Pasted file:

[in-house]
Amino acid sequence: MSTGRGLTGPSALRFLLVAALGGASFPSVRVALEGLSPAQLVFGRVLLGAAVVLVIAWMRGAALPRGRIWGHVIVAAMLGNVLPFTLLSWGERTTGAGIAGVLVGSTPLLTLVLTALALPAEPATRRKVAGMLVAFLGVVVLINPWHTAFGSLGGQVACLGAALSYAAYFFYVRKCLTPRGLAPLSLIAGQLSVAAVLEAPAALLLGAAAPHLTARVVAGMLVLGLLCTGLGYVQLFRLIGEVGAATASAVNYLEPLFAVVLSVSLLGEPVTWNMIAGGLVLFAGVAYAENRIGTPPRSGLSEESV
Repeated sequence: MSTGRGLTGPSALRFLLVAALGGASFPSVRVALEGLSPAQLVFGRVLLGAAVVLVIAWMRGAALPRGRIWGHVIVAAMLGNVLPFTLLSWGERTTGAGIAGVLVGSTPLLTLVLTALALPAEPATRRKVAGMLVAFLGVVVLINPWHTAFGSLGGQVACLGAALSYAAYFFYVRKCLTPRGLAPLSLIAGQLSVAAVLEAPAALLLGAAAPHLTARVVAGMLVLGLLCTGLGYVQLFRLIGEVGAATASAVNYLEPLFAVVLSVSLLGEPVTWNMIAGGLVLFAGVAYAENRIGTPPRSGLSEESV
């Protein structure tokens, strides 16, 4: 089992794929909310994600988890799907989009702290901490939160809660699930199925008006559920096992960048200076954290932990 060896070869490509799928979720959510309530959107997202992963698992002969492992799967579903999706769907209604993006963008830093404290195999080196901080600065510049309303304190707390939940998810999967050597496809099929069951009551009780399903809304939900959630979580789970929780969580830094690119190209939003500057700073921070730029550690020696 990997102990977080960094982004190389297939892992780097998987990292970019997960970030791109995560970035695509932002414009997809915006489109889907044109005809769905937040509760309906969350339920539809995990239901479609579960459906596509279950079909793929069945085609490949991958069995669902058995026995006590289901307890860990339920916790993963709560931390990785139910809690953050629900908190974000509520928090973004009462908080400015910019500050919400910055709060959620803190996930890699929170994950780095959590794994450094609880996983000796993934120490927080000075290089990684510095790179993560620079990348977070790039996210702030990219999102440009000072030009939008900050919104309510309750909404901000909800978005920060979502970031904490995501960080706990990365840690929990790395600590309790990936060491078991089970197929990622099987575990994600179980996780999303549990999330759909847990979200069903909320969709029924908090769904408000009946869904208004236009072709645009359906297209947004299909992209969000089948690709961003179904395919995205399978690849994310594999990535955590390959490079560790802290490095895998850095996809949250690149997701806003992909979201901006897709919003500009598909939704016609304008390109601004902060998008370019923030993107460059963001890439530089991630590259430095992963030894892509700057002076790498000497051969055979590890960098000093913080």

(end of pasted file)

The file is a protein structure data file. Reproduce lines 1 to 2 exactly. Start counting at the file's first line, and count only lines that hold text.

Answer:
[in-house]
Amino acid sequence: MSTGRGLTGPSALRFLLVAALGGASFPSVRVALEGLSPAQLVFGRVLLGAAVVLVIAWMRGAALPRGRIWGHVIVAAMLGNVLPFTLLSWGERTTGAGIAGVLVGSTPLLTLVLTALALPAEPATRRKVAGMLVAFLGVVVLINPWHTAFGSLGGQVACLGAALSYAAYFFYVRKCLTPRGLAPLSLIAGQLSVAAVLEAPAALLLGAAAPHLTARVVAGMLVLGLLCTGLGYVQLFRLIGEVGAATASAVNYLEPLFAVVLSVSLLGEPVTWNMIAGGLVLFAGVAYAENRIGTPPRSGLSEESV